The incident ended less in our favor. The cop demanded ID, Daud refused to give it to him, and in fact turned his back and walked off (again, I applaud him). Ultimately he received two citations, one for obstruction of justice (refusing to show his ID), the other for refusing to take the first citation. Ultimately, he gave in when they pointed out that while they couldn't force him to show ID, since they had no suspicion a crime was being committed, they could EJECT him from the event, which nobody wanted. And just for being smart, the cop wrote the ticket in such a way that Daud had to show up in person.

Fast forward to 2004. Cops of any stripe, on playa or in your town, cannot enter your home unless they have reasonable suspicion a crime is being committed in there. For this, they need a warrant. And warrants are hard to come by out at the Burn, for obvious reasons. However, if they SEE a crime being committed in what may be reasonably called public space, from a public space (say, the street), they can enter the structure and search it, and ticket or arrest whomever they want. I imagine they have the right to search a ticketed or arrested person's tent, too, but not the private domiciles (tents) of other people in camp.

Or something like that. But as a camp, we're probably seventy or eighty percent potheads, so there was weed in the semi public areas of one of our domes. NOT visible from the Esplanade, at least with me sitting in the doorway talking to folks.

But around sunset on Monday or Tuesday, I noticed a couple of those same pompous, brown shirted, gun fingerin'...uh...gentlemen wandering through the camp BEHIND us. Headed our way. Headed, in fact, directly for the entry to our dome, like they meant to stick their heads in and take a look around.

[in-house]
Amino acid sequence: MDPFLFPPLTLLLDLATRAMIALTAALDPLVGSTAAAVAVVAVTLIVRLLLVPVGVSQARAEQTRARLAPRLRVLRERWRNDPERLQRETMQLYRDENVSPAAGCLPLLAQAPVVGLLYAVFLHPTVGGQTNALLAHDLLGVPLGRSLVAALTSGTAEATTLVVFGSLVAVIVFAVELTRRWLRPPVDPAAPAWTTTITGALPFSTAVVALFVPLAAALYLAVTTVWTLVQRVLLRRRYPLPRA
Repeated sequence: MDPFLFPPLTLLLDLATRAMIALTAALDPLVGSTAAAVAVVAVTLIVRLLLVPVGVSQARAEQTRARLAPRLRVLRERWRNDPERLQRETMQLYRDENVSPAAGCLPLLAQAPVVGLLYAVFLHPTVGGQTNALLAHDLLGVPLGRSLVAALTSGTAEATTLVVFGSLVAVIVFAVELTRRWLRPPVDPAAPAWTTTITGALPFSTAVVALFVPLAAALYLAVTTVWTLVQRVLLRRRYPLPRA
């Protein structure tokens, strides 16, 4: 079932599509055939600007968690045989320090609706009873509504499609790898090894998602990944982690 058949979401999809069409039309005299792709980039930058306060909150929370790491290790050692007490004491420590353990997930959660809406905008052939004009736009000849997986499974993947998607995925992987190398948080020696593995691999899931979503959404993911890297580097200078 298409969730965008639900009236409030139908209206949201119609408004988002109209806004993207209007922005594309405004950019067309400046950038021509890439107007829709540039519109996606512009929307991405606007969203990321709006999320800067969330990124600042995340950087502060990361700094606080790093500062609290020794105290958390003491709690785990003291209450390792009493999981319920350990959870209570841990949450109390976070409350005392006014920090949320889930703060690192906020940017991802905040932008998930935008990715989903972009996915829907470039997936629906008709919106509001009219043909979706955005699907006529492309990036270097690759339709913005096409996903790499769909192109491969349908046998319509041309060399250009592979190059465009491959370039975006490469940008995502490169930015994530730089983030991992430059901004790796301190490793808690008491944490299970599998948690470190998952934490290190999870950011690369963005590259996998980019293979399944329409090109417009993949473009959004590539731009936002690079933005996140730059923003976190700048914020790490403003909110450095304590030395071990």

Let me reiterate here: They didn't see SHIT from the street. They saw me, talking intently to someone, from an adjacent camp.

I suspect they entered the dome because they saw me acting suspicious, if you want to know the truth. I was doing my best to whisper to the guy next to me to put up his stash, but he didn't understand until about 4 seconds before they entered the tent, which was just enough time for him to take possession of it. Which saved us the hassle of establishing possession, for sure.

The cop gave us a big lecture, about how he could throw us all out of camp, and we'd better give him all our drugs or he'd make us take all this down (which was pretty scary, and I wouldn't be surprised to learn they can do just that), and how the Law Was The Law, even if you hippies didn't agree with it, etc etc.

Two of us got possession tickets, and a gang of pot and smoking implements were confiscated. Then they searched tents, delivered another rude lecture, and were gone.

We were devastated, as you can imagine. I mean, it wasn't the loss of the pot or was a feeling of being violated. A feeling (quite purposely administered, I think it my paranoid dreams) of not being beyond the law, even here. Stupid rules and bureaucracy will follow you even into the desert, and will fuck with you just because they can.

I know, we need cops. I'd say we need cops less at BRC than anywhere else in the nation, but I'm willing to concede we need cops. But not rude cops--not cops that are just out to ruin someone's good time. Hell, you'd think it would be a cherry job--drive around, look at naked chicks and cool art, and just make sure nobody gets raped or murdered. The sheriff's department takes it in stride, why do the feds feel it incumbent upon them to fuck with folks unecessarily?

So yeah, that's what our tickets are for, and we've got a fund, or pool, going to help the guys pay their tickets. Email me if you want to contribute.